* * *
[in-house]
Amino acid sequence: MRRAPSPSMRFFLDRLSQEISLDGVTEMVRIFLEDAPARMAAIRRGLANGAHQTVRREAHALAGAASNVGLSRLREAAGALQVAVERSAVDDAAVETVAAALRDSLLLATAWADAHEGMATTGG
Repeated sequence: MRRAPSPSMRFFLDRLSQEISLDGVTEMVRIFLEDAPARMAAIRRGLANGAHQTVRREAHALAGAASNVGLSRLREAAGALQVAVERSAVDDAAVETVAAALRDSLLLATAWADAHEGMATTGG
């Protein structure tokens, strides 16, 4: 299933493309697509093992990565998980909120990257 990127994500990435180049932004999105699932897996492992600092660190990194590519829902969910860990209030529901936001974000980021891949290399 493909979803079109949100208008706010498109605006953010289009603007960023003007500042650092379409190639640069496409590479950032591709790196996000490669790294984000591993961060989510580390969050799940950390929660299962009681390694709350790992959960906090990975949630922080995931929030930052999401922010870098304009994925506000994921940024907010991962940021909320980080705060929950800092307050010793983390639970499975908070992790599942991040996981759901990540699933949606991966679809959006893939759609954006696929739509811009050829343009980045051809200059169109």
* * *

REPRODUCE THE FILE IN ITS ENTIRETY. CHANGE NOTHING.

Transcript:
[in-house]
Amino acid sequence: MRRAPSPSMRFFLDRLSQEISLDGVTEMVRIFLEDAPARMAAIRRGLANGAHQTVRREAHALAGAASNVGLSRLREAAGALQVAVERSAVDDAAVETVAAALRDSLLLATAWADAHEGMATTGG
Repeated sequence: MRRAPSPSMRFFLDRLSQEISLDGVTEMVRIFLEDAPARMAAIRRGLANGAHQTVRREAHALAGAASNVGLSRLREAAGALQVAVERSAVDDAAVETVAAALRDSLLLATAWADAHEGMATTGG
């Protein structure tokens, strides 16, 4: 299933493309697509093992990565998980909120990257 990127994500990435180049932004999105699932897996492992600092660190990194590519829902969910860990209030529901936001974000980021891949290399 493909979803079109949100208008706010498109605006953010289009603007960023003007500042650092379409190639640069496409590479950032591709790196996000490669790294984000591993961060989510580390969050799940950390929660299962009681390694709350790992959960906090990975949630922080995931929030930052999401922010870098304009994925506000994921940024907010991962940021909320980080705060929950800092307050010793983390639970499975908070992790599942991040996981759901990540699933949606991966679809959006893939759609954006696929739509811009050829343009980045051809200059169109």